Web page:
In the minds of many gardeners, the word “nitrogen” is synonymous with “healthy plants.” This is true; however, too much nitrogen can do more harm than good, especially if the goal is a bumper crop of ripe, red tomatoes. Tomatoes growing in soils with high nitrogen levels will certainly look leafy and healthy, but unless other nutrients are available in the proper ratios, the main show—plump, juicy fruits—will suffer as a result.
Most fertilizers sold for home garden use prominently display three numbers: nitrogen (N), phosphorus (P) and potassium (K). The nutrients are always listed in that order, and each of these numbers represent the respective nutrient’s weight as a percentage of the total weight of the package. Nitrogen is essential for vigor and vegetative health; phosphorus encourages flowering and fruit set, and potassium is essential for strong root growth.
Home gardeners should always have a soil analysis performed to determine their exact soil composition before applying any type of fertilizer. Many types of soils have adequate levels of phosphorus and potassium, but over-fertilizing tomato plants with too much nitrogen can stymie fruit production for a number of reasons.
Choosing and Using the Right Fertilizer
University agricultural extension offices and tomato horticulturalists recommend using a fertilizer with lower ratios of nitrogen as compared with phosphorus and potassium. An all-purpose low-nitrogen fertilizer such as 5-10-10 will work well, but specialized tomato fertilizers with low nitrogen, high phosphorus and moderate potassium levels are optimal.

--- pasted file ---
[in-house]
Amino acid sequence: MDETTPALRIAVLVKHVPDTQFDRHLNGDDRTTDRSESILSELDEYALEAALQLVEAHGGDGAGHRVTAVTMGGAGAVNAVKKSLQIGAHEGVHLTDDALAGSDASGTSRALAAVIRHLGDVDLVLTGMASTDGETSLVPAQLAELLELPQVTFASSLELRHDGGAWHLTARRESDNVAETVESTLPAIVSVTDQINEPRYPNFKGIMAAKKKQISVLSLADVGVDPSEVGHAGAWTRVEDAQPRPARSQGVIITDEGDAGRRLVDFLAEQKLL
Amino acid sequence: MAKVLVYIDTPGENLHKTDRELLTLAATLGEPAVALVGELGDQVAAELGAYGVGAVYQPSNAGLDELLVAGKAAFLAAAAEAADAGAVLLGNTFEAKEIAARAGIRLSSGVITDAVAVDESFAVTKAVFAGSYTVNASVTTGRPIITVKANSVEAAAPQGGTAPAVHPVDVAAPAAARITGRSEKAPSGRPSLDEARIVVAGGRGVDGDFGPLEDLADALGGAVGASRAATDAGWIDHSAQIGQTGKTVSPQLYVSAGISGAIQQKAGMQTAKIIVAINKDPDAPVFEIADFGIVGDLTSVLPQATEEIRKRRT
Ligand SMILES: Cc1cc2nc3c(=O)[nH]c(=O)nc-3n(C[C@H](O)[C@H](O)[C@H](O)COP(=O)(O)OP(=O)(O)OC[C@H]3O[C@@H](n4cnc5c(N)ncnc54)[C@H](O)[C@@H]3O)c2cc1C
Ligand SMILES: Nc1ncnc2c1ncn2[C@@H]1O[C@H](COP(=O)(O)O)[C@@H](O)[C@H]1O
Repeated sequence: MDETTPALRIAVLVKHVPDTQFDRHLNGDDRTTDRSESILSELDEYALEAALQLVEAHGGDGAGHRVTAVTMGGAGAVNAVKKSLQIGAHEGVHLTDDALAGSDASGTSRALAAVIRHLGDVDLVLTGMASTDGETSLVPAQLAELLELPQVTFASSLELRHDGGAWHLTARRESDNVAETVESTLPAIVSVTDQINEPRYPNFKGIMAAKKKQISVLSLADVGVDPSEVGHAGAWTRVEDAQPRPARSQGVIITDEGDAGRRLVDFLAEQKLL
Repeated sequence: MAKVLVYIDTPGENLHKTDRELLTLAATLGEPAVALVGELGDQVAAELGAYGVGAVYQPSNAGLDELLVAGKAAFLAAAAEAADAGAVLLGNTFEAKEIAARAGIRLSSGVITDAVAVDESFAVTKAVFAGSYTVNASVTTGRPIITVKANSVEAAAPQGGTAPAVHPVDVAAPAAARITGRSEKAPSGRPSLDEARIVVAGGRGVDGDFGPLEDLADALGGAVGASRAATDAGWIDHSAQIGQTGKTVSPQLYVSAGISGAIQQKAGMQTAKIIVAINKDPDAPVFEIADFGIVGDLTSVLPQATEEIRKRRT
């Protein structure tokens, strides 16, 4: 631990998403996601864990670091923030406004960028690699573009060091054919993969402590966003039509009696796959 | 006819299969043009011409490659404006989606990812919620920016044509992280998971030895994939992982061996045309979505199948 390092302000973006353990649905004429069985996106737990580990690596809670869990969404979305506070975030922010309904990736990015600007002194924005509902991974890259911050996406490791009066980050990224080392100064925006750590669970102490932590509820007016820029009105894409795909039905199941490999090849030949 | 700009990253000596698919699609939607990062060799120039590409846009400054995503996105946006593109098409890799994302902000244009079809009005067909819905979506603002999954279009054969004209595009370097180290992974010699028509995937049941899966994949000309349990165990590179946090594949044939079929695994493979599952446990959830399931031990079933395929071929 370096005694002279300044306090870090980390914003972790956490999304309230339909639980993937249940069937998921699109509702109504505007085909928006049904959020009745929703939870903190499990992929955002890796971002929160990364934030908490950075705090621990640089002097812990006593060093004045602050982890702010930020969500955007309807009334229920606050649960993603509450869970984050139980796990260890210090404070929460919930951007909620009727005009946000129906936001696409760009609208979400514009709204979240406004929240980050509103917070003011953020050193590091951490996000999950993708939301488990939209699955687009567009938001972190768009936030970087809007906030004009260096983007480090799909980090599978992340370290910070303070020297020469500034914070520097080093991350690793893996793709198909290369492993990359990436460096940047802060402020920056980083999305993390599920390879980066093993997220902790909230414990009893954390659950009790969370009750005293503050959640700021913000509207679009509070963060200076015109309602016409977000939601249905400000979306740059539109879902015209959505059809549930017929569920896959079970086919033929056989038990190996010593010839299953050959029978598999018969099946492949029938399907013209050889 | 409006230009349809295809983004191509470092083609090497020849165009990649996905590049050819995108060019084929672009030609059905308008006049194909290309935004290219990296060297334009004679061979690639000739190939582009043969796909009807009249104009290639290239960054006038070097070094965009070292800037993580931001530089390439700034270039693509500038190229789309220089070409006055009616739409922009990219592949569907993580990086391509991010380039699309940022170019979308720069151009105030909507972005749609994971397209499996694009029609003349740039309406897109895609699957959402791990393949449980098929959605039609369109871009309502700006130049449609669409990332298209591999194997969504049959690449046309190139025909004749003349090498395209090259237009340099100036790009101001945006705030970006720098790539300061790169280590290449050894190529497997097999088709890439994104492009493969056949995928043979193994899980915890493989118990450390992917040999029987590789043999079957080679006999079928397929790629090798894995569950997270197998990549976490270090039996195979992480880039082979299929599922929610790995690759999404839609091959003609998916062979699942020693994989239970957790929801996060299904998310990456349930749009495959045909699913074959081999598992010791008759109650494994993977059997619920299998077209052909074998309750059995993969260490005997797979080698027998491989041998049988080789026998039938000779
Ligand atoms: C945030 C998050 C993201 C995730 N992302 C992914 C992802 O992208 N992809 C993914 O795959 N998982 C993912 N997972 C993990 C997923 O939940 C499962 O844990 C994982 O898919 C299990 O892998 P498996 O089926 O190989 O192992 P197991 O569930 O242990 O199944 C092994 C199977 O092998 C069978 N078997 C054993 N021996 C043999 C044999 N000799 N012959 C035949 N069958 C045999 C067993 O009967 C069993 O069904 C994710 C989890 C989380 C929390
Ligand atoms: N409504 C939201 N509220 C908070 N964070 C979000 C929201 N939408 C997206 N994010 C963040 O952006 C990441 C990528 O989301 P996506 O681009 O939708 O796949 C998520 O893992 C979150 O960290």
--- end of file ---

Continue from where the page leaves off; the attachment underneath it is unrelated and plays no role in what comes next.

Apply 1 pound of 8-32-16 or 6-24-24 fertilizer for every 100 square feet and work well into the top 6 inches of soil. To encourage continued flowering and fruiting, side-dress plants after they begin to set fruit. Apply 3 pounds per 100 feet of row of a fertilizer such as calcium nitrate into the top inch of the soil around the tomato’s base.
An obvious sign that a tomato is receiving too much nitrogen in its diet is the presence of copious quantities of huge limbs full of bushy green leaves and little in the way of flower production. While that wall of green may perform well to conceal your garden from the world, it probably means you’re not getting many tomatoes. Plants with excessive vegetation lose more water through respiration, which creates problems with calcium supply in the plant, particularly to any developing fruits. This usually shows up as blossom-end rot.
This affliction causes the bottoms of developing fruits, or blossom ends, to soften and turn black, usually also rotting the inside of the tomato fruit. Calcium deficiency due to excessive plant respiration causes the cells at the ends of the fruit to collapse, which are then attacked by pathogens that rot the fruit. Side-dressing a tomato plant with a low-nitrogen fertilizer after it sets fruit can help alleviate incidences of blossom-end rot.
Blossom-end rot also manifests during periods of drought, so water tomatoes regularly during dry spells.
While cold nighttime temperatures are the main culprit behind blossom drop, high nitrogen levels in the soil can also cause tomato plants to drop flowers after they form, completely inhibiting fruit set. Excess nitrogen levels should be suspected if a tomato plant drops blossoms even when nighttime temperatures are adequate, which is generally between 55 and 75 degrees.